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The new weapon in insider traders’ arsenal

Insider trading activity could be in for a spike thanks to this global trend

Insider trading activity could be in for a spike thanks to this global trend, and all Australians could be victims, a business law academic has warned.

According to Dr Juliette Overland, associate professor at the University of Sydney Business School, insider trading on the world’s stock exchange could be on the up, thanks to new technology.

The business law specialist said sophisticated hackers are using both computer and communications technology to potentially push share prices up by as much as 10 per cent.

“In the past we tended to think of insider trading as an activity primarily engaged in by people connected to a company, because they were the only ones who had access to inside information,” Dr Overland said.

“These days, outsiders, such as sophisticated hackers, are using technology to try to gain access to inside information held by companies, regulators and other organisations.”

She said stock markets are now witnessing gangs attempting to hack computer systems to gain access to privileged information prior to market availability.

The problem is that it’s not just companies who are vulnerable, Dr Overland said. It’s regulators too.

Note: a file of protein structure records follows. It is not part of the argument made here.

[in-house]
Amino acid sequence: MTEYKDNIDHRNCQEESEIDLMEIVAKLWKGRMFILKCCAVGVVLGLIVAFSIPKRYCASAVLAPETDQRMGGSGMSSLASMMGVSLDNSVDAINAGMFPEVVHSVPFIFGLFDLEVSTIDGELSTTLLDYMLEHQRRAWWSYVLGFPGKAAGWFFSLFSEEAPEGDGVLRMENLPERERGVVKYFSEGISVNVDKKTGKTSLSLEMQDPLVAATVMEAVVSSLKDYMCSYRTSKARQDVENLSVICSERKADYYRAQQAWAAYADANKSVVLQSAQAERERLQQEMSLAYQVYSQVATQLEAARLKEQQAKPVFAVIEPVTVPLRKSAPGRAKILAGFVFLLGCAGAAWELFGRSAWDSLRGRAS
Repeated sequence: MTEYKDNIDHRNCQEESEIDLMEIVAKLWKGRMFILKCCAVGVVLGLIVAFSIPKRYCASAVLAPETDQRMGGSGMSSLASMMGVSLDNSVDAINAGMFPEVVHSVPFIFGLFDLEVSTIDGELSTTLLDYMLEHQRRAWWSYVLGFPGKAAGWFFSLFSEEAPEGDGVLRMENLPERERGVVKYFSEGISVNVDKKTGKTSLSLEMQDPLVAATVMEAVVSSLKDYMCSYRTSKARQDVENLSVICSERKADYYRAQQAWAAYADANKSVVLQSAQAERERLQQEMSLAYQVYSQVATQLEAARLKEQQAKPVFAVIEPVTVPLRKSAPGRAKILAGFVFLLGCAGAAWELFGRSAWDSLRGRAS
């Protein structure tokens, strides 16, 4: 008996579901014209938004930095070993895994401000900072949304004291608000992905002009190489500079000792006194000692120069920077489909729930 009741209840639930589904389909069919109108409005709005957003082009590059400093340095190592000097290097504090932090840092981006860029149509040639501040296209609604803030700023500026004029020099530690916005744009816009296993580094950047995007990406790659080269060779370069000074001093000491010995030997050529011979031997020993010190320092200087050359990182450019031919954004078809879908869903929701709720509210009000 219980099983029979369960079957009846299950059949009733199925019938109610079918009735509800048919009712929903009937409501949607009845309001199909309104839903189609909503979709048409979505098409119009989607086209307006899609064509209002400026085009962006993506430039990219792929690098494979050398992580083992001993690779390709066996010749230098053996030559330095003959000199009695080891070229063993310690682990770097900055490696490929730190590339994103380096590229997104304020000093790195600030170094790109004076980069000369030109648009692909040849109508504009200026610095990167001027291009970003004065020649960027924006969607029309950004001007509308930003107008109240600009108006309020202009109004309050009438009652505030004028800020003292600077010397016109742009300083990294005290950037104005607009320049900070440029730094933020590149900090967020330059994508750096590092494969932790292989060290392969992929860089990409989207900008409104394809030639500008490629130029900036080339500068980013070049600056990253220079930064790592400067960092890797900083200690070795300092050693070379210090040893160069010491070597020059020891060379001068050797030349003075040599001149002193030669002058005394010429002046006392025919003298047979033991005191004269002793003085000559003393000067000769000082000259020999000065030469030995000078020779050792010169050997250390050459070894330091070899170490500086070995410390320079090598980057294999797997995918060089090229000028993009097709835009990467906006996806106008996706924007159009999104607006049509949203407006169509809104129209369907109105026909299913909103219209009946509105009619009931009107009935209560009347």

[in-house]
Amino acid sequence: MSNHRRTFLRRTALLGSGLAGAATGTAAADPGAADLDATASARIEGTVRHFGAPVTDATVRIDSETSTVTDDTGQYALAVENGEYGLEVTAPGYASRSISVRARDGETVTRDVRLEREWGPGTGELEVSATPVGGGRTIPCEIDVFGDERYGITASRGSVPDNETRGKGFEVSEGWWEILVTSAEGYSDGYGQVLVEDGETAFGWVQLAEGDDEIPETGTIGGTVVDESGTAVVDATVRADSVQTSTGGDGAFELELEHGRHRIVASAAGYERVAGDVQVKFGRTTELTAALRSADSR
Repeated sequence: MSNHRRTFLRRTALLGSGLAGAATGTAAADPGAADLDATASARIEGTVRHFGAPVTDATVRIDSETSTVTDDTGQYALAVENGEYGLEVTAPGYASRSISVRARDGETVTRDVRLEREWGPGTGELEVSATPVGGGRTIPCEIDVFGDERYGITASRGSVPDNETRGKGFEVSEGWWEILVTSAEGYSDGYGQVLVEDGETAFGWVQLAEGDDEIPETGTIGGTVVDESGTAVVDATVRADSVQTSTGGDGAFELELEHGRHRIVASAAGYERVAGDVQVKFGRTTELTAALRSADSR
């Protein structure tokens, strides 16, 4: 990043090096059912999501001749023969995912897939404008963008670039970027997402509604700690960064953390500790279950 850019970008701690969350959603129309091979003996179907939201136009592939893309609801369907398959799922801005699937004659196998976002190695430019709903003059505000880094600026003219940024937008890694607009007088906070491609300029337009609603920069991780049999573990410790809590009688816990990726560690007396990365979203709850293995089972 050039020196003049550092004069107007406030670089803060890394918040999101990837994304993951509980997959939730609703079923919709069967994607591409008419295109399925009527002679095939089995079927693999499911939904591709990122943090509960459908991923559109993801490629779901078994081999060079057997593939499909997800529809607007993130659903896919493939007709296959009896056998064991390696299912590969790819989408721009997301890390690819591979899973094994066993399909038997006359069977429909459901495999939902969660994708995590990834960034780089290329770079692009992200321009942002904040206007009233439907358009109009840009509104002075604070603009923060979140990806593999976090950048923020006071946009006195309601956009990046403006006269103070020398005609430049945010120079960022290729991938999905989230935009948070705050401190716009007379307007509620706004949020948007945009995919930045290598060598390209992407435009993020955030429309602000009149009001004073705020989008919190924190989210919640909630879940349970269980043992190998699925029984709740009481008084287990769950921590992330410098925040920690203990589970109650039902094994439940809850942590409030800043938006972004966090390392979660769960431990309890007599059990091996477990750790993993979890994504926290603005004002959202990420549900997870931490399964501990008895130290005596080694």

“Unfortunately for ASIC, it has itself been involved in a technology glitch that enabled people to see on its website the information that others had been accessing, which raised privacy and potential insider trading concerns,” she said.

Once the data has been accessed, modern communications technology assists in the dispersal, Dr Overland continued.

However, it also allows regulators to track down the traders and hackers.

“In the US last year, an academic at MIT was charged with insider trading after he searched questions online such as ‘how do I do insider trading?’, and ‘how does the regulator detect insider trading?” she said.

We’re all victims

While the first victim in an insider trading hit is the counter party to the trade, and due to share trading’s anonymous nature, most traders never know that the person they traded with was aware of inside information before the trade.

However, it’s not just traders who are impacted, Dr Overland said, refuting the idea that insider trading is a victimless crime.

She said, “All of us have the potential to be victims of insider trading because almost every working Australian has superannuation and the latest figures show that there’s over $2.1 trillion worth of superannuation held on behalf of Australian workers and about 22 per cent of that is invested on the Australian stock exchange, which is about $4.6 billion worth.

“If insiders can take advantage of the trading that’s occurring for our benefit, we can all potentially be the victims of insider trading, and it’s our future that will suffer if insider trading laws can’t be properly regulated and enforced.”

The new weapon in insider traders’ arsenal
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